Why do so few novelists dare to write about being fat?

Mona Awads absorbing novel 13 Styles of Appearing at a Fat Girl goes where few novelists still dare into the mind of a heavyweight woman

At first, I was taken aback by the lack of incident in Mona Awads otherwise assimilating new fiction, 13 Ways of Appearing At a Fat Girl. The protagonist, a woman named Elizabeth living in southern Ontario, simply grows up, gains weight, loses it, gets married, get divorced. Thats it.

Few novelists are comfortable with this quiet of a plot. In order to sustain it you either have to have to construct a narrator of unusual reflective capabilities, or one with an undeniably interesting characteristic, something any reader wants to know more about. And Awad opts for the latter. It seems blunt Elizabeth is mostly interesting because she is as the title tells fat.

In this novel, to be clear, fat is a state of mind. Elizabeth herself discontinues to be physically overweight at some phase, but remains preoccupied by the condition throughout. The preoccupation is conveyed subtly Elizabeth doesnt ruminate about her weight much, but shes unable to get through a page without a catalogue of food or a comment on the fit of her apparel. Awads prose style is spare, which keeps the novel from descending into voyeurism, though it also means that Elizabeth spends much of the book hiding from the reader. Shes not comfy enough to linger for more than a paragraph or two of interiority.

Flashes of personality do come. When Elizabeth actually get her back up about her situation in life, she can be scathing, funny, cruel. A co-worker insists, constantly, on ordering a rich lunch and aloud celebrating while Elizabeth sips black tea and contemplates the co-workers faults 😛 TAGEND

Theres her groaning and theres her stick legs and theres her aggressively jutting clavicles. Theres the Cookie Monster impression she does after she describes food she loves( Om-Nom-Nom !). Theres how the largeness of the scone seems only to underline her impossible smallness. Principally, theres the fact that she exists at all.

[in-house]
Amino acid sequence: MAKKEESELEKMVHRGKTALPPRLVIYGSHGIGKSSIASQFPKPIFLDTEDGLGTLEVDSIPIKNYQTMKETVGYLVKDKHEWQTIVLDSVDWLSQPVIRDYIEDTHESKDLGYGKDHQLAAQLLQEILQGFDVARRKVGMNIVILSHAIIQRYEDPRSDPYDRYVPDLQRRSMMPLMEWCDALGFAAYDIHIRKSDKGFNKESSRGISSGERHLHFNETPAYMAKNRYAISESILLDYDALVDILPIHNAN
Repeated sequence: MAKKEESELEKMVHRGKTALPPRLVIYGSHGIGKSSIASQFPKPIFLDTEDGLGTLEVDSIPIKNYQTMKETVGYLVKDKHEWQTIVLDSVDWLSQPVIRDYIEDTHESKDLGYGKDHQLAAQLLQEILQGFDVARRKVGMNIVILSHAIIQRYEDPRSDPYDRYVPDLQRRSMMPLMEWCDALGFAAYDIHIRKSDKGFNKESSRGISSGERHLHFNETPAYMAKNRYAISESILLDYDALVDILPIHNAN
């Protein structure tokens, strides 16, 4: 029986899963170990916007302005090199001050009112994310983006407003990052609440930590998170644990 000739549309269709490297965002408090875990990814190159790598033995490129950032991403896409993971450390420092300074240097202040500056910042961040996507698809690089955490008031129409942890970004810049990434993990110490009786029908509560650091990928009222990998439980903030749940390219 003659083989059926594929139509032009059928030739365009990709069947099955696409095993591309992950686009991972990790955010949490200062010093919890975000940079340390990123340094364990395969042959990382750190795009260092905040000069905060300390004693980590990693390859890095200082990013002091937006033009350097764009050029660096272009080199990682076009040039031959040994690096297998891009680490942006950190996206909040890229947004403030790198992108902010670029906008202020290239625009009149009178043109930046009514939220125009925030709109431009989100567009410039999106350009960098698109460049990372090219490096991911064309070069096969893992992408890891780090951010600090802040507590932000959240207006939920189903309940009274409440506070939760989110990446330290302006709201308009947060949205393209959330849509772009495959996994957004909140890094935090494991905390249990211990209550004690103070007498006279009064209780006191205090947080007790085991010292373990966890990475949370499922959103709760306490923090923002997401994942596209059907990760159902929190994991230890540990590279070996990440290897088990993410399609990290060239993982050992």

This sort of intrafeminine aggression will be familiar to most women, whatever side of the body war theyve been on. But it is is a side of experience that hasnt been much investigated by literary novelists. It feels difficult to fictionalise, and poeticise, apparently, in ways that dont simply descend into clich. People can merrily write literary novels inspired by Justin Bieber, by tabloid crime victims, by half-baked ideas about WikiLeaks. But to address fat, with few exceptions, seems to tread too close to the vulgar. There is something uncomfortably literal about it.

There are, of course, fat characters in volumes out there, some of them quite enduring and famous. But they tend to be beings of young adult, or commercial fiction. The first fat daughter I recollect coming across was Linda Fischer, who was the Blubber in a Judy Blumes book of the same name. But the reader was not really let, in that volume, to know Linda. Blume does not tell the story from her perspective. In an entirely admirable effort to discourage bully, Blume stayed in the head of one of Lindas tormentors. But this compounded, for me and Im sure for the books legions of readers, the idea that to be fat is to be fundamentally alone and somehow unknowable.